Tanager bought the loan but the property was already sold!

Discussion in 'Mortgage arrears & negative equity case studies' started by TheLoanArranger, 7 Nov 2018.

  1. TheLoanArranger

    TheLoanArranger New Member

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    Negative equity residential investment property in arrears had receiver appointed by BOS in 2012. Apparently sold at Allsops December 2012 auction but that sale may have fallen through. Property Price Register records sale closed in September 2013.
    BOS stated they had agreed terms of the mortgage loan transfer to Tanager on 5th December 2013 and that all relevant details relating to the mortgage were being transferred to Tanager.

    In late 2014 Tanager phoned suggesting they would take possession of the property if I didn't pay up/start paying. The caller was surprised when I told her the property had been sold before Tanager bought the loan. I was told in that case I didn't owe anything! However after a few minutes speaking with her supervisor the lady told me that I owed €134k, being the residual debt.

    Q: BOS stated that the transfer of "the mortgage loan agreement" was permitted under the terms of my mortgage, but does this permission extend to selling the unsecured residual debt to Tanager? It seems Tanager thought they had the property included.

    We had 5 such BOSI properties at the Allsop auction, but only one loan was sold to Tanager. BOS recently wrote to say they have written off the other 4 residual debts and that we owe nothing. If there was an angle to challenge the transfer, apart from the usual BOSI and BOS issue, we would likely have the current debt written off too! Any ideas would be most welcome.
     
  2. Open air

    Open air Frequent Poster

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    Another tanager horror story,, surprise surprise!
     
  3. Brendan Burgess

    Brendan Burgess Founder

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    You made a risky property investment.

    You lost money on that investment.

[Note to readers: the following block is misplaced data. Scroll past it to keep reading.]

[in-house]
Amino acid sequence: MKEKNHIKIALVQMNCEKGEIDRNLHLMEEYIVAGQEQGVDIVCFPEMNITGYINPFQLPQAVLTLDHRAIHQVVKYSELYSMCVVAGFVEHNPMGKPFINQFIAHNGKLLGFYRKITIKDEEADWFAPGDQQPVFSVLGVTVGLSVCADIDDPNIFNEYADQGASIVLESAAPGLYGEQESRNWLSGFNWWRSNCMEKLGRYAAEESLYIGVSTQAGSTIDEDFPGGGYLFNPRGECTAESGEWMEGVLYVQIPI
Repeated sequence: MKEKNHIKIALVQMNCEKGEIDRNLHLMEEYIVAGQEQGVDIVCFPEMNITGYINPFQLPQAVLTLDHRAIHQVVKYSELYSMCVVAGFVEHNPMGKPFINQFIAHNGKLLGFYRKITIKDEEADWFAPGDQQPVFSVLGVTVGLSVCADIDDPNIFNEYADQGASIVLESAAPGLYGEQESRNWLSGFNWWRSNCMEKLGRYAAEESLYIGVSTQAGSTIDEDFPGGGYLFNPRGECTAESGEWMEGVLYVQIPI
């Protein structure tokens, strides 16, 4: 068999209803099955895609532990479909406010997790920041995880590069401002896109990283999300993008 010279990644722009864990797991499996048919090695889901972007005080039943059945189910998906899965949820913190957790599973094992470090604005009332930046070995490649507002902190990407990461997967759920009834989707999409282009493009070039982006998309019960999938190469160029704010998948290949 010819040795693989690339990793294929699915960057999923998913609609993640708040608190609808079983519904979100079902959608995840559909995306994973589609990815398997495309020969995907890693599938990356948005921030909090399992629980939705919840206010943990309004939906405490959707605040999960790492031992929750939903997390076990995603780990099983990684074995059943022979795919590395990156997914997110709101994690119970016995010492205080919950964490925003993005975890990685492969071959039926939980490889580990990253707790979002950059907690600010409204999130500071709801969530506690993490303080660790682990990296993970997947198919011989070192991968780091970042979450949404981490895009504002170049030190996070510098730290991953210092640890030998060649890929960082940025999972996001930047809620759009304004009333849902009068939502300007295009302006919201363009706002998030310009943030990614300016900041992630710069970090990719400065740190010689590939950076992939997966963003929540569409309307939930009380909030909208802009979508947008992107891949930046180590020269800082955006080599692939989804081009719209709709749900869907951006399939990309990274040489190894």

You still owe them the money you have borrowed but not repaid.

    There really is no issue here unless you have reached some agreement with BoS or Tanager.

    If you have no other assets, go bankrupt and make a fresh start.

    Brendan
     
  4. Brendan Burgess

    Brendan Burgess Founder

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    36,007
    I am a big critic of Tanager but I can't see that they have done anything wrong here?

    Am I missing something?

    Brendan
     
  5. TheLoanArranger

    TheLoanArranger New Member

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    Brendan, thank you for your quick response. I fully accept your first 2 points, although with a portfolio at 70% LTV before the Crash it didn't seem so risky back then. My main question is the legality of selling a mortgage (re terms & conditions) that wasn't really a mortgage, since there was no property secured on it at the time of the sale and the seller knew this (or should have known). The buyer did not know this.

    As for your suggestion of bankruptcy, or even an insolvency solution, neither is an option as I could not then continue to operate in my industry. If I was a few decades younger...
     
  6. TheLoanArranger

    TheLoanArranger New Member

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    No, in fairness to Tanager I don't see they did anything wrong, but I would have expected them to throw the loan back to BOS and get their purchase price back, when they realised there was no security. Instead they probably negotiated an even bigger discount on the price for this unsecured loan. The next property owner's solicitor successfully applied for the registration of a discharge/release of the mortgage/charge.
     
  7. llgon

    llgon Frequent Poster

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    This will obviously depend on the terms of your mortgage agreement which you should check or have someone review for you.
     
  8. Andy836

    Andy836 Frequent Poster

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    Don't confuse "mortgage" with what you're calling "mortgage loan agreement".

    Nearly every loan agreement permits assignment/sale to another party. The €134k remains outstanding under the loan agreement (not the mortgage which would've been discharged when the property was sold).
     
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  9. TLO

    TLO Frequent Poster

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    There might be a statute of limitations angle here. Normally a 12 year statute of limitations applies to property related debt. However, the property was sold in September 2013, and the loan agreement was transferred to Tanager in December 2013. The transferred loan agreement was, in effect, unsecured debt, to which a 6 year statute of limitations normally applies. So there is a possibility that this debt becomes statute barred in September 2019, ten months away. Unless, of course, it has been acknowledged in writing or a payment against it, in which case the clock would have been reset. Suggest keeping the head down for the next ten months..